In 1996 Bill Gates declared that 'content is king'. As a copywriter I loved this. But the truth was that content wasn't king for the majority of people. Companies would spend many £thousands on web development, design and UX. But copywriting? Really? I don't think so.
Once the new whizzy WISIWYG content editor was live, content would be dished out to different departments to fill in the grey lines. Only the large corporates could afford the agency fees to do it for them. Corporate websites with curated content accounted for a small percentage of the websites out there.
Now things are genuinely different. Social media has changed everything for the better and has put content at the fore. Business plans and department plans should now be including social and web KPIs. But it's now about much more than impressive channel growth. We're now talking reach, influence, engagement levels.... and conversion.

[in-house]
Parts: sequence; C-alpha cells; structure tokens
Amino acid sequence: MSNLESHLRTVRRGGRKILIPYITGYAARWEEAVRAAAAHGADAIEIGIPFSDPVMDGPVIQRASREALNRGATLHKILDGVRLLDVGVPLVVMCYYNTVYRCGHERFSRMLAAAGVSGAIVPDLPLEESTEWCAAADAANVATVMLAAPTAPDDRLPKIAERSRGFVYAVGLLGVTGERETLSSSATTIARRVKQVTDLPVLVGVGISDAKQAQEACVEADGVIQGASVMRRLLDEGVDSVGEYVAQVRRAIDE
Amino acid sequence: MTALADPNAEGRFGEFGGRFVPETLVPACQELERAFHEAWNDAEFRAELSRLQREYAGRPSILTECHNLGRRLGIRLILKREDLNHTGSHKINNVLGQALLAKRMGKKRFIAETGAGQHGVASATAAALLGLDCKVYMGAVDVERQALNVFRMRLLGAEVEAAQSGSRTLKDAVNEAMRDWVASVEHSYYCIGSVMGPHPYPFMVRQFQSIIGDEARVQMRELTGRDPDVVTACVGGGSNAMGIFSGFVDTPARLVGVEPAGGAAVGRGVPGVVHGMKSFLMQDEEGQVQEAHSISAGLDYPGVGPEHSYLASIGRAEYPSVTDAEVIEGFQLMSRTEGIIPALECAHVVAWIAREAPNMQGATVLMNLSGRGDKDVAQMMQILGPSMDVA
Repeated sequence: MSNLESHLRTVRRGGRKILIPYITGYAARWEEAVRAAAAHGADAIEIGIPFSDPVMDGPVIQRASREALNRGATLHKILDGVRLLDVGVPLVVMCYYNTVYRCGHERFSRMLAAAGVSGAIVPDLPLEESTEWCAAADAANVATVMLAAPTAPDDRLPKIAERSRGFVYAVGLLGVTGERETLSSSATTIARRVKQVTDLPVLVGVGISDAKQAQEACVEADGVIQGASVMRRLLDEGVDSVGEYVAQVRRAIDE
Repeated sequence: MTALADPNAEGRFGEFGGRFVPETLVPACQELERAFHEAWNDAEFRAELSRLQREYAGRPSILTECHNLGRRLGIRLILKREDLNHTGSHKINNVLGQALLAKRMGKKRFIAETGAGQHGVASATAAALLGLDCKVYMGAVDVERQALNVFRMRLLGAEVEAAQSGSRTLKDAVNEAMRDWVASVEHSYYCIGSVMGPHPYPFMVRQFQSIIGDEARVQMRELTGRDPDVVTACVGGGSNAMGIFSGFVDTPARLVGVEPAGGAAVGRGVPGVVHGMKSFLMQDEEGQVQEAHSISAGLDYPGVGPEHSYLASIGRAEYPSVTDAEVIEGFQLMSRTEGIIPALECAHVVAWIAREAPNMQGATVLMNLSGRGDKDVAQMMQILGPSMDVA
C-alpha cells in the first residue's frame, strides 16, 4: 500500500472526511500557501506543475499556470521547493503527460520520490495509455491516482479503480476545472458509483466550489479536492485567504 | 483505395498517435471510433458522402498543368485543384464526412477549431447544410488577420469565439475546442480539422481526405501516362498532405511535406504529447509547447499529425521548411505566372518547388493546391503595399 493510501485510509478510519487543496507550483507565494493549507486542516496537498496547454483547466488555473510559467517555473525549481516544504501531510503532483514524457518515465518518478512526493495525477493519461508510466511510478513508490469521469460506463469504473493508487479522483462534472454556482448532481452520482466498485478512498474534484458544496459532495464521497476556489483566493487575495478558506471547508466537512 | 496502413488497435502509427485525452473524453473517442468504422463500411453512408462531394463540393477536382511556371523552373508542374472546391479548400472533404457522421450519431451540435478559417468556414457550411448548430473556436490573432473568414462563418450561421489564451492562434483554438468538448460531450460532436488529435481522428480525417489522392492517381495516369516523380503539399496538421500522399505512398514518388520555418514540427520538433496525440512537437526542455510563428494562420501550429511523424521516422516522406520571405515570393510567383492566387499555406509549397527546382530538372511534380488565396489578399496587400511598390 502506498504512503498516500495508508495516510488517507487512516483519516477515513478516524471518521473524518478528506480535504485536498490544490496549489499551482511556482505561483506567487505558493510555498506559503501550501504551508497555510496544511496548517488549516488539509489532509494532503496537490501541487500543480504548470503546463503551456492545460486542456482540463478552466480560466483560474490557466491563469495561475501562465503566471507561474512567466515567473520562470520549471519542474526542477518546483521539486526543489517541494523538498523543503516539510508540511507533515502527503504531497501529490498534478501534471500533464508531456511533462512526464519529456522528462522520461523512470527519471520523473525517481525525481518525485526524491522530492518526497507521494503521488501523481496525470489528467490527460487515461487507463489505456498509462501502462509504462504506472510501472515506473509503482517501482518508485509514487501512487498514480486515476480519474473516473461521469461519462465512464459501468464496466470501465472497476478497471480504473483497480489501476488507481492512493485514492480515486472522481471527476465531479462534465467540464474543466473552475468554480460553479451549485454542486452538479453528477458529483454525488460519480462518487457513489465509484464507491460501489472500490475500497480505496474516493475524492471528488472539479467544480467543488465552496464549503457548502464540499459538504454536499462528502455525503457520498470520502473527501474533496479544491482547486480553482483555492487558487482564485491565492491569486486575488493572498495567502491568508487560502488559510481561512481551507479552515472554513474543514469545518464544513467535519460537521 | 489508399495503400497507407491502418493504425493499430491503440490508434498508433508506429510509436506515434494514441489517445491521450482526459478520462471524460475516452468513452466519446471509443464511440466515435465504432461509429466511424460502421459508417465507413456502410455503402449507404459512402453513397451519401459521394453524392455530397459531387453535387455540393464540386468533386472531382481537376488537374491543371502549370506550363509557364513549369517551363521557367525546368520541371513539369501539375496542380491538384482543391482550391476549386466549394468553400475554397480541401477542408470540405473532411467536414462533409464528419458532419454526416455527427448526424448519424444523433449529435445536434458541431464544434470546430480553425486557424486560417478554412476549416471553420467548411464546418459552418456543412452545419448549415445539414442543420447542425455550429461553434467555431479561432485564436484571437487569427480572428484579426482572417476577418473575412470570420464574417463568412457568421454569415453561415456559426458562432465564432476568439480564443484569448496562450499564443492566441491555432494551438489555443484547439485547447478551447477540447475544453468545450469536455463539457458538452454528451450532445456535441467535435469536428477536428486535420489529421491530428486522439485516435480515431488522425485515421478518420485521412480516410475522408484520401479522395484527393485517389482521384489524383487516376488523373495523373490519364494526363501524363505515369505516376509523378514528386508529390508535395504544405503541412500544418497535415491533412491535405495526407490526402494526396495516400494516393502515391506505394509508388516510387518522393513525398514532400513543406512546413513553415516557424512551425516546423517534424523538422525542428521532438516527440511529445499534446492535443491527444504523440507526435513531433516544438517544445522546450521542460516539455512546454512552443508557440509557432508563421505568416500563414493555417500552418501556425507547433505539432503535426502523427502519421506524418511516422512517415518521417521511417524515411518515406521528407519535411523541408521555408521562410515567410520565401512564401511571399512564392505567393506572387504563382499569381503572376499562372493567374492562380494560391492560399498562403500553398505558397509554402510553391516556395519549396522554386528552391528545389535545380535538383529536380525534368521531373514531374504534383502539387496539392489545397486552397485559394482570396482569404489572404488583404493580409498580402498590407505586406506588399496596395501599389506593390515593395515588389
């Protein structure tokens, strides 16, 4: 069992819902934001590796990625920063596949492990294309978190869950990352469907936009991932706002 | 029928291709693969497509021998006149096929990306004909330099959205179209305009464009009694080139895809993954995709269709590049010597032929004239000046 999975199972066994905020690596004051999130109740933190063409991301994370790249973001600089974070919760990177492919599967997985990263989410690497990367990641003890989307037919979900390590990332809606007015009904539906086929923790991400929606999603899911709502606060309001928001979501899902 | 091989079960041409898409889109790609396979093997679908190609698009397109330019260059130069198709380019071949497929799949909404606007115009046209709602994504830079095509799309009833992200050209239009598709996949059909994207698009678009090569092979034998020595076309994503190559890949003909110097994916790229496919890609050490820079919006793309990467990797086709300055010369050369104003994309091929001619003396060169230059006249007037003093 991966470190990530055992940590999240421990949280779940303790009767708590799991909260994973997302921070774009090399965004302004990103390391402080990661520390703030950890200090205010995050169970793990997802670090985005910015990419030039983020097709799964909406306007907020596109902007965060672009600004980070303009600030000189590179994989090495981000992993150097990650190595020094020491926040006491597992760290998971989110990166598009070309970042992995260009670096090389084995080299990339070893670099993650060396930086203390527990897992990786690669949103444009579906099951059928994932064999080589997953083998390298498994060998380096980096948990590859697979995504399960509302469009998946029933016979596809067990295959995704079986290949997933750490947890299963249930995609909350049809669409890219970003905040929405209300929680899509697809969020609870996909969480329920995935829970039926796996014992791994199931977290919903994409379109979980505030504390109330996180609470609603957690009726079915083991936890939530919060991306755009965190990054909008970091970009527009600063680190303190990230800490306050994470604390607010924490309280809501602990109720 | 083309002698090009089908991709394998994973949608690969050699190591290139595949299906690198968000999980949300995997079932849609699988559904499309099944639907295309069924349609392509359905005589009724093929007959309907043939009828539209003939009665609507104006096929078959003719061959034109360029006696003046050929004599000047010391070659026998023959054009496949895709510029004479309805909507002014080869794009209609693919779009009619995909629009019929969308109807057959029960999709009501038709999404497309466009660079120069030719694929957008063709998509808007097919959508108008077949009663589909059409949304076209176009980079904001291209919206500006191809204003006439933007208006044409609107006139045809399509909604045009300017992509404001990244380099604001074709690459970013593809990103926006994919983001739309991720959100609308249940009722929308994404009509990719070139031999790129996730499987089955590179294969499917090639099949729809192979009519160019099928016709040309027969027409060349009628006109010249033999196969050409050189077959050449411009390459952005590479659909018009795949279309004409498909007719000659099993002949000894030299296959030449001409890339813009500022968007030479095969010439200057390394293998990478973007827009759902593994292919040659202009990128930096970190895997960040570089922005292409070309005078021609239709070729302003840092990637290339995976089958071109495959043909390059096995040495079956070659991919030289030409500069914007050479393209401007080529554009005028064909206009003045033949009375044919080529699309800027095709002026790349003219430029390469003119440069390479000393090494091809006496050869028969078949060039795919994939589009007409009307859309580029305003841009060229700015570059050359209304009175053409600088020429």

We now have a massive growth in content strategists recycling old ideas from the golden years of advertising: "tell me something I don't know", "entertain me"... etc etc. Before you pay out to any content strategist read some of the insights shared by Bill Bernbach and David Ogilvy. You'll learn more about persuasion from these guys than any of the new age content strategists.
Forbes revealed the results of a recent survey and it clearly shows the rise in importance of content strategy. "The areas of the largest increase in spending for brands are social (23%) and mobile (19%), certainly, but content (16%) comes in at a strong third this year."